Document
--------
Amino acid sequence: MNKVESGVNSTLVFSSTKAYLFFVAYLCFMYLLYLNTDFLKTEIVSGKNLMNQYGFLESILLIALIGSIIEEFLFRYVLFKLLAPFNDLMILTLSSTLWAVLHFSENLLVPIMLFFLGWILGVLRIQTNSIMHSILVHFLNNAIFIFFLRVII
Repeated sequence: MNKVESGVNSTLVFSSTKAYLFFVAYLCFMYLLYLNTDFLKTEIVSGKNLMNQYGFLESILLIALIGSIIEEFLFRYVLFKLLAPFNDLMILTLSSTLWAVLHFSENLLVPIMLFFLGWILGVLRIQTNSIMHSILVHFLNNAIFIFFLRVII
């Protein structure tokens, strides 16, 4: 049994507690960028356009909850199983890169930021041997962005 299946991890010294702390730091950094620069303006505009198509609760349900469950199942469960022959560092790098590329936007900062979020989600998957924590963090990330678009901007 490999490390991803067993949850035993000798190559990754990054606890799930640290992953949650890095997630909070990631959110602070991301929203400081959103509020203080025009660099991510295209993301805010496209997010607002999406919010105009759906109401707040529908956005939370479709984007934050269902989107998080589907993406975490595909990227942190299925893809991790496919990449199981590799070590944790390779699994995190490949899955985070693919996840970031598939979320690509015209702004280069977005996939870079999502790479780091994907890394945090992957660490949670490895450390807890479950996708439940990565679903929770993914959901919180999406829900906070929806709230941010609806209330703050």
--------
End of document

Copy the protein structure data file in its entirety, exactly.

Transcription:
Amino acid sequence: MNKVESGVNSTLVFSSTKAYLFFVAYLCFMYLLYLNTDFLKTEIVSGKNLMNQYGFLESILLIALIGSIIEEFLFRYVLFKLLAPFNDLMILTLSSTLWAVLHFSENLLVPIMLFFLGWILGVLRIQTNSIMHSILVHFLNNAIFIFFLRVII
Repeated sequence: MNKVESGVNSTLVFSSTKAYLFFVAYLCFMYLLYLNTDFLKTEIVSGKNLMNQYGFLESILLIALIGSIIEEFLFRYVLFKLLAPFNDLMILTLSSTLWAVLHFSENLLVPIMLFFLGWILGVLRIQTNSIMHSILVHFLNNAIFIFFLRVII
């Protein structure tokens, strides 16, 4: 049994507690960028356009909850199983890169930021041997962005 299946991890010294702390730091950094620069303006505009198509609760349900469950199942469960022959560092790098590329936007900062979020989600998957924590963090990330678009901007 490999490390991803067993949850035993000798190559990754990054606890799930640290992953949650890095997630909070990631959110602070991301929203400081959103509020203080025009660099991510295209993301805010496209997010607002999406919010105009759906109401707040529908956005939370479709984007934050269902989107998080589907993406975490595909990227942190299925893809991790496919990449199981590799070590944790390779699994995190490949899955985070693919996840970031598939979320690509015209702004280069977005996939870079999502790479780091994907890394945090992957660490949670490895450390807890479950996708439940990565679903929770993914959901919180999406829900906070929806709230941010609806209330703050």